"Meltzer draws from [the Ames, Totenberg Stradivarius] a hugely cultivated sound, with a sweetness to his tone and gorgeously shaped legato lines. As with his teacher Itzhak Perlman, Meltzer's technique is of the sort that rarely draws attention to itself but enables a full expressive command of whatever he is playing. It is surely only a matter of time before a larger record label snaps him up."
Nathan Meltzer and the gift of the “Ames, Totenberg” Stradivarius -- Loaned the multi-million-dollar 1734 violin when he was still a student at Juilliard, the young musician tells us about being its custodian, and recording his debut album.
On WCRB In Concert with the Longy School of Music, rising young violinist Nathan Meltzer plays sonatas by Bach, Beethoven, Szymanowski, and more on the long-lost stolen Ames-Totenberg Stradivarius violin, on demand.
“Den udprægede inderlighed og de papirstynde harmonier funklede som små stjerner på en stille nattehimmel, og Nathan Meltzer tog nænsomt på tonerne, som stod han med danefæ i hånden iført hvide bomuldshandsker. Generelt var nerven i violinkoncerten godt i live, og Nathan Meltzer imponerede i sine soli, der med sin stærke dolce smeltede som varm chokolade på julekonfekten.”
"Nathan Meltzer, the young soloist in Mendelssohn's violin concerto, proved to be a huge musical talent, his young age notwithstanding, with eminent technique and ability to shape the music and give it direction.”
"19-year-old Nathan Meltzer played [Ysaýe and Kreisler] with enchanting sounds, true ‘witchcraft’ of breathtaking virtuosity, with sonorous double stops in unimaginable perfection, full of temperament and verve, and highlights of interpretive maturity."
“With very expressive string artistry and devotion, the brilliant young violinist Nathan Meltzer led the [Haydn] quartet with Ester Hoppe, Ulrich Eichenauer, and Guy Johnston … to an impressive, emotional sound experience.”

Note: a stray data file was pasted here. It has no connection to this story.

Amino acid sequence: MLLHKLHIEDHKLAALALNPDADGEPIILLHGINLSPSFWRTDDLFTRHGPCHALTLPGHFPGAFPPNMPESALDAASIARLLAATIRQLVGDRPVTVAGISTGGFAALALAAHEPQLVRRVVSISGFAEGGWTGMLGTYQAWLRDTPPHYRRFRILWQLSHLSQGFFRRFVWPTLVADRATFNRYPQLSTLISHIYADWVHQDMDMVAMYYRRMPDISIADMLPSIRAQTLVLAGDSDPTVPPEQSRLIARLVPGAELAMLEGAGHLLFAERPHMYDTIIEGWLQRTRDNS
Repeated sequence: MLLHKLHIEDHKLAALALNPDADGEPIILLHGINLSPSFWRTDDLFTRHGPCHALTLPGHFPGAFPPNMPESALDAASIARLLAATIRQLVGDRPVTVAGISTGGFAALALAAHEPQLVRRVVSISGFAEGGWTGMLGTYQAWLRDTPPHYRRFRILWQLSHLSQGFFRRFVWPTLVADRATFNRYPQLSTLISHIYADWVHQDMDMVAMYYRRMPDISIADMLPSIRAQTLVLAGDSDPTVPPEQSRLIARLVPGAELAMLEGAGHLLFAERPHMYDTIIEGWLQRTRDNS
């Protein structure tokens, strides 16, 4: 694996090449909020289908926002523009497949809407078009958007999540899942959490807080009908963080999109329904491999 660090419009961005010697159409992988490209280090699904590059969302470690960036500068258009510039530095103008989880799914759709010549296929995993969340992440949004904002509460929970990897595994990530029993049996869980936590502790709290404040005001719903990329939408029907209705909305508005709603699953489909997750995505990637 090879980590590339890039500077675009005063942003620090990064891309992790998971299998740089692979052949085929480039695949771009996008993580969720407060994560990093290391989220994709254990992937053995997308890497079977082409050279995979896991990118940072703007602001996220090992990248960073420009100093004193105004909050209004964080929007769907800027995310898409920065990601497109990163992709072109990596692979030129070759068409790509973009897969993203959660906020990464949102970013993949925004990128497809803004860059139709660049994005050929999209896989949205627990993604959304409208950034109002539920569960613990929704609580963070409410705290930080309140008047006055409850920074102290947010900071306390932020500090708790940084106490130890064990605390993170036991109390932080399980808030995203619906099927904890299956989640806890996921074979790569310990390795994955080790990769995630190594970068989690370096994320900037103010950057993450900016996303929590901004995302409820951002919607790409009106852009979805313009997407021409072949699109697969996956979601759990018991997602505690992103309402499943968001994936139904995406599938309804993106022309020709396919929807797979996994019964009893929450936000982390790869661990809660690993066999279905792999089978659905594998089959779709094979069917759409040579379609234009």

“I was most impressed in these days by the only-19-year-old American Nathan Meltzer, already a violinist of great stature with unobtrusive technical brilliance, a very individual musicianship and a supple tone.”
“The quartet with Meltzer, Hoppe, Eichenauer and Johnston lovingly took care of every melodic progression, every cadence and above all the numerous emotional music images ... a serious Haydn and an absolutely smashing performance full of musicality.”
“The first violinist, here student Nathan Meltzer, is assigned the role of concert soloist in addition to leading. Meltzer succeeded excellently in this… From the front rows it was also easy to see how much trust and support the older or ‘seasoned’ players, especially Ulrich Eichenauer and Guy Johnston, showed him. It is well known that they rule in Moritzburg. But the fact that a nineteen-year-old student was so confident in solving his leadership task was astounding. In such cases, one can only look forward to hearing again!”
"There are rare, perfect moments in chamber music where minds meld and hearts coalesce in beautiful synergy. Violinist Nathan Meltzer and pianist Evren Ozel, both young phenoms, did just that with their performance of Franck’s Violin Sonata… I doubt I will ever hear a better rendition."
“Under his bow – and on a sumptuous 1734 Strad (the Ames/Totenberg) – the Khachaturian Concerto assumes its share of brilliance and virtuosity with a poetic imagination and an intense lyricism that make this interpretation a memorable experience.”